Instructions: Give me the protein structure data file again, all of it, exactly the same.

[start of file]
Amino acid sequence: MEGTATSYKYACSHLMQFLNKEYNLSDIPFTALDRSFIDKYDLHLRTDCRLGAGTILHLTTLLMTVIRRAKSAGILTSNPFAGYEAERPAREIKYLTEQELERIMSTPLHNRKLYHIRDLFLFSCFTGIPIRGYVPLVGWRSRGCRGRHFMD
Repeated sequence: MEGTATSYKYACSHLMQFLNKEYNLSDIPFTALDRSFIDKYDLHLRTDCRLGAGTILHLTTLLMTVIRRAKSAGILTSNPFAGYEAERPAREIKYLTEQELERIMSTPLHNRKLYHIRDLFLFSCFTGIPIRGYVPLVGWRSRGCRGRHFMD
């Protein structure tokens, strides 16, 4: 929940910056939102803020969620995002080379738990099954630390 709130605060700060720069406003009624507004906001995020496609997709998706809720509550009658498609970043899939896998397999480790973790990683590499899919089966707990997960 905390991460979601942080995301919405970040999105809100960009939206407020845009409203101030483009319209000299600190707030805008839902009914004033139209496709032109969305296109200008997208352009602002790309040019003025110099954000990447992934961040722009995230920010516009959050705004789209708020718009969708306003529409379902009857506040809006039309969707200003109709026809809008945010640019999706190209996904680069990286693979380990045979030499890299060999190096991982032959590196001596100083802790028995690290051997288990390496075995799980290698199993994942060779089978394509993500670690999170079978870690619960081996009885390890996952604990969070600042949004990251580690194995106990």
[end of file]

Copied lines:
Amino acid sequence: MEGTATSYKYACSHLMQFLNKEYNLSDIPFTALDRSFIDKYDLHLRTDCRLGAGTILHLTTLLMTVIRRAKSAGILTSNPFAGYEAERPAREIKYLTEQELERIMSTPLHNRKLYHIRDLFLFSCFTGIPIRGYVPLVGWRSRGCRGRHFMD
Repeated sequence: MEGTATSYKYACSHLMQFLNKEYNLSDIPFTALDRSFIDKYDLHLRTDCRLGAGTILHLTTLLMTVIRRAKSAGILTSNPFAGYEAERPAREIKYLTEQELERIMSTPLHNRKLYHIRDLFLFSCFTGIPIRGYVPLVGWRSRGCRGRHFMD
């Protein structure tokens, strides 16, 4: 929940910056939102803020969620995002080379738990099954630390 709130605060700060720069406003009624507004906001995020496609997709998706809720509550009658498609970043899939896998397999480790973790990683590499899919089966707990997960 905390991460979601942080995301919405970040999105809100960009939206407020845009409203101030483009319209000299600190707030805008839902009914004033139209496709032109969305296109200008997208352009602002790309040019003025110099954000990447992934961040722009995230920010516009959050705004789209708020718009969708306003529409379902009857506040809006039309969707200003109709026809809008945010640019999706190209996904680069990286693979380990045979030499890299060999190096991982032959590196001596100083802790028995690290051997288990390496075995799980290698199993994942060779089978394509993500670690999170079978870690619960081996009885390890996952604990969070600042949004990251580690194995106990």